Sonoma County supervisors Tuesday asked county planning officials to shift their priorities over the next two years to tackle divisive issues that could result in stronger environmental protections and tighter limits on development.
The direction, which the county’s Permit and Resource Management Department seeks from the Board of Supervisors every two years, was the first step in the county authorizing work on a number of new or revived initiatives. They include a tree ordinance to prevent removal of county woodlands, limits on medical marijuana cultivation, measures to create and retain affordable housing and regulation of events at wineries.
An overflow crowd sat in on what has in years past been a fairly subdued board discussion.
“I’ve never seen this much input,” said Supervisor Shirlee Zane.
Two dozen people spoke or submitted letters in support of creating tighter countywide rules for special events at wineries. They lodged complaints about increased traffic and noise in their rural neighborhood and raised concerns about the strain on scarce water resources.
Judith Olney said traffic from winery events has become heavy in her neighborhood off Westside Road.
“Our neighbors are literally being driven off of our roads,” Olney said. “It’s a serious issue.”
Supervisors Susan Gorin and Mike McGuire said they have noticed a flood of complaints about winery events from residents they represent.
“Our rural character is really being challenged,” Gorin said, citing the growth in both winery events and vacation rentals in the county.
The board asked planning officials to work on measures that would prevent what they described as over-concentration of wineries acting as event centers in rural areas.
Supervisors also signaled Tuesday that they plan to reexamine rules limiting medical marijuana gardens. Zane said she has long advocated for stricter rules on medical pot operations in the county.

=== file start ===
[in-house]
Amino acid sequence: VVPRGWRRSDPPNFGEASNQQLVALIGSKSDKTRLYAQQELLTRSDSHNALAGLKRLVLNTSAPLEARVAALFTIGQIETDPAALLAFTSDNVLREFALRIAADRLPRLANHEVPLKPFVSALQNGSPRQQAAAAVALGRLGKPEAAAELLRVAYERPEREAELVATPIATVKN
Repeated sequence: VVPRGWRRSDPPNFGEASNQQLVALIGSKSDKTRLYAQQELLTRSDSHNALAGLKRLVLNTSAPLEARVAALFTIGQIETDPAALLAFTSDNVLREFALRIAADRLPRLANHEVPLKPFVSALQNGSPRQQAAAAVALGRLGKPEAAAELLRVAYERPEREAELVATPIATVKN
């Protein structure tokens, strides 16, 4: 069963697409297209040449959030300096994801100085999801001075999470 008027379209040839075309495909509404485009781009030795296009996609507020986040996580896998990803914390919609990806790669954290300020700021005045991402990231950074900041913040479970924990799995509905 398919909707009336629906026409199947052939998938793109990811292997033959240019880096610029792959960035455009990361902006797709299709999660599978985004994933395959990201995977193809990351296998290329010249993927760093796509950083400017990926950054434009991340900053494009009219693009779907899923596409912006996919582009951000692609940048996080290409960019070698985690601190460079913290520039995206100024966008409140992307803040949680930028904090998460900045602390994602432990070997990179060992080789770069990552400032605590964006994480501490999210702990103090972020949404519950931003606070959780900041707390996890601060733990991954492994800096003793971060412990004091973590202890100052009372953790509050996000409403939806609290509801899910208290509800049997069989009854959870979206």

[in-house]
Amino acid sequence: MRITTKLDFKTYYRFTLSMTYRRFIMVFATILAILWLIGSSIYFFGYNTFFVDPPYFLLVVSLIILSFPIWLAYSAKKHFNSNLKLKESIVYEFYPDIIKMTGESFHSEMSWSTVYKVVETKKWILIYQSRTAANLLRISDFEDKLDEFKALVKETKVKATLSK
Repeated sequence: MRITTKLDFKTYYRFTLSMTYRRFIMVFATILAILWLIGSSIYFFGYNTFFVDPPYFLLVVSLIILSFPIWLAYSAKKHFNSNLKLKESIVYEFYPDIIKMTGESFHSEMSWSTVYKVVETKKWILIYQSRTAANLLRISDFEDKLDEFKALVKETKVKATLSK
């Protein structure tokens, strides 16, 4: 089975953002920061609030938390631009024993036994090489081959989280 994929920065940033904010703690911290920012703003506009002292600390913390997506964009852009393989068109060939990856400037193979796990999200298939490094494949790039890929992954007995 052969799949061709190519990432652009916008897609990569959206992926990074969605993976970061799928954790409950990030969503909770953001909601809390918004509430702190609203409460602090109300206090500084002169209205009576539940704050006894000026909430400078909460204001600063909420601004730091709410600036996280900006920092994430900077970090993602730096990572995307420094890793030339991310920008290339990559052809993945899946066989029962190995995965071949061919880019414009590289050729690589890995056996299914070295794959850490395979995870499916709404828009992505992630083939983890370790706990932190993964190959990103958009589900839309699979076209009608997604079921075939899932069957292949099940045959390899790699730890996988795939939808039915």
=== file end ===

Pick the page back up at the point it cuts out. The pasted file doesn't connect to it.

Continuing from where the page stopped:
A 2012 proposal authored by Zane and then-Supervisor Valerie Brown would have repealed county guidelines on medical marijuana cultivation and possession. Supervisors ultimately declined to pass the resolution, bowing to critics who said the county had not gathered sufficient public input, especially from medicinal marijuana businesses and patients. The county’s current regulations date from a 2006 resolution that permits patients to have 30 plants or 100-square-feet of cultivation space and three pounds of dried pot per year.
“Valerie and I were trying to push back on those allowances,” Zane said Tuesday. “It invites crime and it’s a threat to public health and safety.”
Long-term planning projects are funded by county general fund dollars, which make up 17 percent of the $21 million annual budget for the Permit and Resources Management Department. The majority of the agency’s budget comes from fees and service charges.
Deputy Planning Director Jennifer Barrett said staff would have to halt current priority projects to fund the list of new initiatives recommended by supervisors.
“I would need 1,600 hours in additional staff time if you want to have these done in a two-year timeframe,” Barrett said.
The department is still down about three full-time employees from 2009, leaving less than six employees today in charge of developing new policies.
Supervisors highlighted results from previously completed long-range projects, including an ordinance easing rules for agricultural operations. New rules approved in July allow farmers to sell fruits, vegetables and other products at farm stands year-round instead of seasonally. They also allow producers to make and sell some products directly to consumers.